Emotional Engineering vol. 2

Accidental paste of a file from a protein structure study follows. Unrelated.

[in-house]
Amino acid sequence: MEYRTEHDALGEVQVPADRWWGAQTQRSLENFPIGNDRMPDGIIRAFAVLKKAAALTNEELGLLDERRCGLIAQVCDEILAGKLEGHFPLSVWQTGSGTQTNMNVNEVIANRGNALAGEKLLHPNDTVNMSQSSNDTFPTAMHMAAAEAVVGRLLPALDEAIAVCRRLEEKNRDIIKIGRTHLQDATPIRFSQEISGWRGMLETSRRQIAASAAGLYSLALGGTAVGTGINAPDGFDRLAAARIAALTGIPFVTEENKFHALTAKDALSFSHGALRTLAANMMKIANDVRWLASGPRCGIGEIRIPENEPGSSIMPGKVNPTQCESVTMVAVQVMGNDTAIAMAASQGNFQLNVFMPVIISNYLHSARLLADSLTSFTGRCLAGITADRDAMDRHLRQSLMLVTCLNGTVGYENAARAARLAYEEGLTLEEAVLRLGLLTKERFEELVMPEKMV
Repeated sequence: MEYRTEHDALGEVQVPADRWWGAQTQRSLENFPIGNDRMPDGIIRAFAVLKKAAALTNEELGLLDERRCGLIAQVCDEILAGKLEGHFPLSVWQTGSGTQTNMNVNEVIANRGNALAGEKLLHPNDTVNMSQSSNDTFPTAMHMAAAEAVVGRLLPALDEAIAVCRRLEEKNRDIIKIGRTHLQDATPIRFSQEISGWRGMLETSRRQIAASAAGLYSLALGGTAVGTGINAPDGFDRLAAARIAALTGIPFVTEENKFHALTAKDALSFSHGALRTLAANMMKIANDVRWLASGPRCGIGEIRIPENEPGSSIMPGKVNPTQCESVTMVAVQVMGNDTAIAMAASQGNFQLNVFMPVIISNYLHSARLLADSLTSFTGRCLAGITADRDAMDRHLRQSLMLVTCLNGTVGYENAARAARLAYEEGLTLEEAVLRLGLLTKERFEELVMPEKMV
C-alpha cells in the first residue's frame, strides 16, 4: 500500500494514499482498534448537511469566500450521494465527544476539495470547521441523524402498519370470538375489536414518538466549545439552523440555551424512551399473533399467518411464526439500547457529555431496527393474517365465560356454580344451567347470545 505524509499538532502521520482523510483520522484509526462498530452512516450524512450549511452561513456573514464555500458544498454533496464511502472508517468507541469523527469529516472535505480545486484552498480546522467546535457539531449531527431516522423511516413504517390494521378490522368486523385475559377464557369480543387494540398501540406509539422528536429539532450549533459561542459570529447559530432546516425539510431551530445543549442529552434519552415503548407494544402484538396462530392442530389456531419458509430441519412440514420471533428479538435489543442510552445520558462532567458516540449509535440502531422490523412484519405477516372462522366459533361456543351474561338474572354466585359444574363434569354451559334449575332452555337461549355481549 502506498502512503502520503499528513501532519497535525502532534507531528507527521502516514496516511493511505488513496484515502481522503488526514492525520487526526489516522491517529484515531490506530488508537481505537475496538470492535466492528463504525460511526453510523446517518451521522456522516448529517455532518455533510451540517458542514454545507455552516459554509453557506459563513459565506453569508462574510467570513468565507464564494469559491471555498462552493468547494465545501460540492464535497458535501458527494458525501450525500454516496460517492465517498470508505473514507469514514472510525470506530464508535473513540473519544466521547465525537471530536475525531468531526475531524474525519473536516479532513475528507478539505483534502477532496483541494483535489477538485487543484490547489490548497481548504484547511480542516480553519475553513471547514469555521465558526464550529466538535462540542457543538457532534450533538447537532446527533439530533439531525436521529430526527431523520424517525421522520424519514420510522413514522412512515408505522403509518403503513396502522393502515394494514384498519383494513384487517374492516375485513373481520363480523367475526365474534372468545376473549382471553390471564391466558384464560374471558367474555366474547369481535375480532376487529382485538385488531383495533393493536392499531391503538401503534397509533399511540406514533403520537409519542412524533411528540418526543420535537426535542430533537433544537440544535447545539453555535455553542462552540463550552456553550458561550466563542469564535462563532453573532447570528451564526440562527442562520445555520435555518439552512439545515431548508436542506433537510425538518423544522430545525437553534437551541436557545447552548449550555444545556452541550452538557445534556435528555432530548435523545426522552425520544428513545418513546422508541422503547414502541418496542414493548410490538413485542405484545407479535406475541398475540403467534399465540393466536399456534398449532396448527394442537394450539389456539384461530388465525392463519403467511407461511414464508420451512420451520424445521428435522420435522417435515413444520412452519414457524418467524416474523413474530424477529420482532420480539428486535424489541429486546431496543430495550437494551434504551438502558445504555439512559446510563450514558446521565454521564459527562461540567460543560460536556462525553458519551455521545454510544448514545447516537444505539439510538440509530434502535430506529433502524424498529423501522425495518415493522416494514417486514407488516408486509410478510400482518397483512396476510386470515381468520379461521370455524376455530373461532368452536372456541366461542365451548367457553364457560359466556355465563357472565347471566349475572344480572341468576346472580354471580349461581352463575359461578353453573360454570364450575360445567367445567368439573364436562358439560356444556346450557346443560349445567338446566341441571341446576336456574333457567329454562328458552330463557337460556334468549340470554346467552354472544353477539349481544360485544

In an age of increasing complexity, diversification and change, customers expect services that cater to their needs and to their tastes. Emotional Engineering vol 2. describes how their expectations can be satisfied and managed throughout the product life cycle, if producers focus their attention more on emotion. Emotional engineering provides the means to integrate products to create a new social framework and develops services beyond product realization to create of value across a full lifetime. 14 chapters cover a wide range of topics that can be applied to product, process and industry development, with special attention paid to the increasing importance of sensing in the age of extensive and frequent changes, including: Multisensory stimulation and user experience Physiological measurement Tactile sensation Emotional quality management Mental model Kansei engineering. Emotional Engineering vol 2 builds on Dr Fukuda's previous book, Emotional Engineering, and provides readers with a holistic view of its research and applications, enabling them to make strategic decisions on how they can go further beyond product realization. It is recommended for all pioneers in industry, academia and government, who are making tremendous efforts to work with their customers to create value. Shuichi Fukuda received his doctoral degree in Mechanical Engineering from the University of Tokyo. After working in the Department of Precision Machinery, University of Tokyo, he moved to Welding Research Institute, Osaka University. Later he worked concurrently as Associate Professor at the Institute of Industrial Science, University of Tokyo. He became Full Professor of Systems and Management Engineering at Tokyo Metropolitan Institute of Technology (TMIT) and was also Visiting Professor at West Virginia University, Stanford University, Osaka University. Since his retirement from TMIT, he has been working as Consulting Professor as Stanford and Visiting Professor, Cranfield University. Concurrently, He has been concurrently Visiting Professor at the Open University of Japan until 2012. He recently was appointed to Advisor, Systems Design and Management, Keio University in addition to his current positions at Stanford and Cranfield.
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